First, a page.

Decreasing corruption in the Colombian School Meals Programme PAE – A bottom-up approach

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The Colombian Public Innovation Team ran a trial aimed to improve the quality and quantity of food served in the Colombian government’s school meals programme (PAE). It combined SMS messages to encourage parental engagement in the programme and lighter audits by a third party (local university students). Behavioural insights were applied to inform message design. The project included a learning phase to test and adapt elements of the intervention and an experimental evaluation (RCT) in the territories of Nariño and Cesar.

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Tackling the corruption that affects the provision of school meals is a priority for the Colombian government. Since a video in 2016 revealed the extent of fraud and deception, the issue has become a national scandal. The video showed a provider taking photos of children with one same plate full of food, as supposed evidence that the food was being provided, but also the reality that , immediately after the photos were taken, children were actually receiving much smaller portions of food, directly into their hands.

The project involved a collaboration between several units in the Colombian government (National Department of Planning, Secretariat for Transparency, Ministry of Education, and Ministry for ICTs), the UK's Behavioural Insights Team and the Inter-American Development Bank, with the support of local government entities and universities. We followed the TEST (target, explore, solution, trial) methodology proposed by the Behavioural Insights Team (BIT). In the target and explore phases, we conducted field work (direct observations, focus groups, semi-structured interviews) with members of local school communities in Colombia (government officials, principals, teachers, students, parents, food providers, cooks) and found that (a) parents usually had little knowledge about the food programme and the spaces availaible for their participation, and that (b) the vast majority of parents, even in remote rural areas, had access to cell-phones with SMS capabilities.

Text messages have proved to be an effective way of informing and engaging individuals in a variety of contexts, including parents of school children. This inspired us to test an SMS component in the intervention.

The implementation of the intervention was divided into two phases. In the first, or "learning" phase, we focused on understanding how to communicate with parents to increase their engagement with PAE. The second phtase tested the approach at scale with an RCT. The intervention combined SMS messages, based on results from the first stage, with spot-checks conducted at the schools. We tested whether the intervention improved the quantity and the quality of the food.

In the learning phase, we gained knowledge about logistical needs and tested messages sent via a two-way SMS platform, i.e. parents were able to respond to the messages we sent, and receive back an automated response. We used the Ministry of Technology’s SMS platform Urna de Cristal. We texted parents information on the entitlements of their children within PAE e.g. "Hola Manuel, Hoy Daniel debio haber comido pollo, arroz y brocoli. Si comio eso?" For 5 weeks approximately, 3000 parents in 8 schools in Nariño (Southwest Colombia) and Cesar (Northern Colombia) received our messages. Parents were randomly allocated each week to see a variation in the content of the message, or to receive it at a different time of day. This allocation allowed us to test the impact such variations on the likelihood of getting a response from parents.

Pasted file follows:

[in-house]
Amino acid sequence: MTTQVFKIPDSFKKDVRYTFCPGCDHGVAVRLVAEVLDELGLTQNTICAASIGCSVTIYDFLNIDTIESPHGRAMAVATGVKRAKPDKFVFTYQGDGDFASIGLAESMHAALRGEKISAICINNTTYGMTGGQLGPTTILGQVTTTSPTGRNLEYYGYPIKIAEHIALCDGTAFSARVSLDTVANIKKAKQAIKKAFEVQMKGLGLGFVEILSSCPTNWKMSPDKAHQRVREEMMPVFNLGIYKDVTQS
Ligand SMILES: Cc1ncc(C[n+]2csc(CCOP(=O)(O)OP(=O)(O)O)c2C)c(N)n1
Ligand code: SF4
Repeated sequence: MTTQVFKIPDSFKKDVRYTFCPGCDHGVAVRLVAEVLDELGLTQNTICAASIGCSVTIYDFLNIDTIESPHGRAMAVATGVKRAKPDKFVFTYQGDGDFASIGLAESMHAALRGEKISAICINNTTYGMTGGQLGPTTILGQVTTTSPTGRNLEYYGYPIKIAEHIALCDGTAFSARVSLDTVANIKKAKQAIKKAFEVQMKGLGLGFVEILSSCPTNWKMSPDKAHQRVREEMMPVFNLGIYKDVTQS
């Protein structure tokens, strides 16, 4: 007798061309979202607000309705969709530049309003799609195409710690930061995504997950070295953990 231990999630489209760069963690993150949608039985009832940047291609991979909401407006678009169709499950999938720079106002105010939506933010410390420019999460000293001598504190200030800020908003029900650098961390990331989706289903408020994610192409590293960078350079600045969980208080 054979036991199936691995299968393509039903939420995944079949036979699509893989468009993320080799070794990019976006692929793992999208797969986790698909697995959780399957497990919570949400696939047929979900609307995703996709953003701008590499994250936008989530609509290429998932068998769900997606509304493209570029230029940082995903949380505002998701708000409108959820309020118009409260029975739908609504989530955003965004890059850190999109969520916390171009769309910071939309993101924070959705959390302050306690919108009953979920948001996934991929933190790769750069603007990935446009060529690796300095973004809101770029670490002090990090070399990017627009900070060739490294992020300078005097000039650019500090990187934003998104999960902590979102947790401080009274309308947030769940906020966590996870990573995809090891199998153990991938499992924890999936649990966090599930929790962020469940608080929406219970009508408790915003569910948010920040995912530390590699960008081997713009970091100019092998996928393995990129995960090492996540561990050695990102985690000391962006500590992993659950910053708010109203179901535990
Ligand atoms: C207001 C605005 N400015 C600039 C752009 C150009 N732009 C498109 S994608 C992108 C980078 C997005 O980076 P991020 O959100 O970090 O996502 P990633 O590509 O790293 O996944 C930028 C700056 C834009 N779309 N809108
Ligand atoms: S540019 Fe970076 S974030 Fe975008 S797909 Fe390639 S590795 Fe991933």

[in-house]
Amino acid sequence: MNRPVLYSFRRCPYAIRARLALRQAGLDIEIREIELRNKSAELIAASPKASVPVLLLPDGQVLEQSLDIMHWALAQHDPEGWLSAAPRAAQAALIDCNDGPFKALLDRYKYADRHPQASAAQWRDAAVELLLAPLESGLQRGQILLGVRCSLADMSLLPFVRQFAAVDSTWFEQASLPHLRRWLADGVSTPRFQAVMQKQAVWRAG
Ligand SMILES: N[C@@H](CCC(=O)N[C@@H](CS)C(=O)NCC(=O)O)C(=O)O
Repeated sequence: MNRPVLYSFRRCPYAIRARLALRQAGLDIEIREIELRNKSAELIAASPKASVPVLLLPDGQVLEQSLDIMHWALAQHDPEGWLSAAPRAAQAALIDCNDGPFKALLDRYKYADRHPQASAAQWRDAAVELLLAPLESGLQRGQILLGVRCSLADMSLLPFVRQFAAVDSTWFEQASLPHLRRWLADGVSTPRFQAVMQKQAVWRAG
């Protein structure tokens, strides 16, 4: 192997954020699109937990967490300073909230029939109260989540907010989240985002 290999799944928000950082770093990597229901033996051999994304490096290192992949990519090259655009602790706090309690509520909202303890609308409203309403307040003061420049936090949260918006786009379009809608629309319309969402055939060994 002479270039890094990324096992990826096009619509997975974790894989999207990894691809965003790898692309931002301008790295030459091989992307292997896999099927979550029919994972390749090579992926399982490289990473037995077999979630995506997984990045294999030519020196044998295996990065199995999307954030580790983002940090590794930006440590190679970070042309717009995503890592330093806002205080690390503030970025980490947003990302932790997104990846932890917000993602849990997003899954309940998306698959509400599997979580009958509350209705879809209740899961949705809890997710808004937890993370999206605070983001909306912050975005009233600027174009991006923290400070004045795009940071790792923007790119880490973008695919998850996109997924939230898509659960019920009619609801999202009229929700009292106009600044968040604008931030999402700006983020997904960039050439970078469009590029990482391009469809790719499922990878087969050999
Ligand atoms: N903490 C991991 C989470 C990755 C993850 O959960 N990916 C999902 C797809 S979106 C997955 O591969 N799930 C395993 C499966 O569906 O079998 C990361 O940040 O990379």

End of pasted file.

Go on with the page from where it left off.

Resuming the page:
The messages followed an adaptive or “winner stays on” design. Each week we adapted the messages based on what we found to be the most successful variation the week before. Specifically, we tested the impact of the following on parents’ level of engagement: 1) to what extent personalisation of the message matters; 2) to what extent timing of the message during the day matters; 3) whether response rates are higher if we provide parents with more or less information about what their child should have received; 4) whether parents are more likely to respond to a closed- or open-form question.

After the learning phase, we deployed an RCT with a sample of 208 schools, randomizing at the school level. The intervention showed no effect on the primary outcome measures: quantity and quality of food supplied by providers (as assessed during the data collection audits) and parents’ satisfaction with the food served (data collected through a household survey).

We knew before the launch that, given the experimental design, the minimum detectable effect size was relatively ambitious. Considering the high cost of the intervention, expecting or requiring such an effect size for the intervention judged to be a ‘success’ seemed reasonable. However, the confidence intervals are not very wide, suggesting that the actual impact of the treatment was close to 0. Apart from the intervention genuinely not having an impact on provider behaviour, we think there might be 2 reasons leading to spillover effects and thus a smaller effect size:
-Baseline survey as treatment conducted by the university students in both Treatment and Control schools (providers adjusted their behaviour in response if they interpreted these as a sign of increased oversight).
-Providers adjust behaviour across the board, since they served both Treatment and Control schools, they improved food delivery in both.

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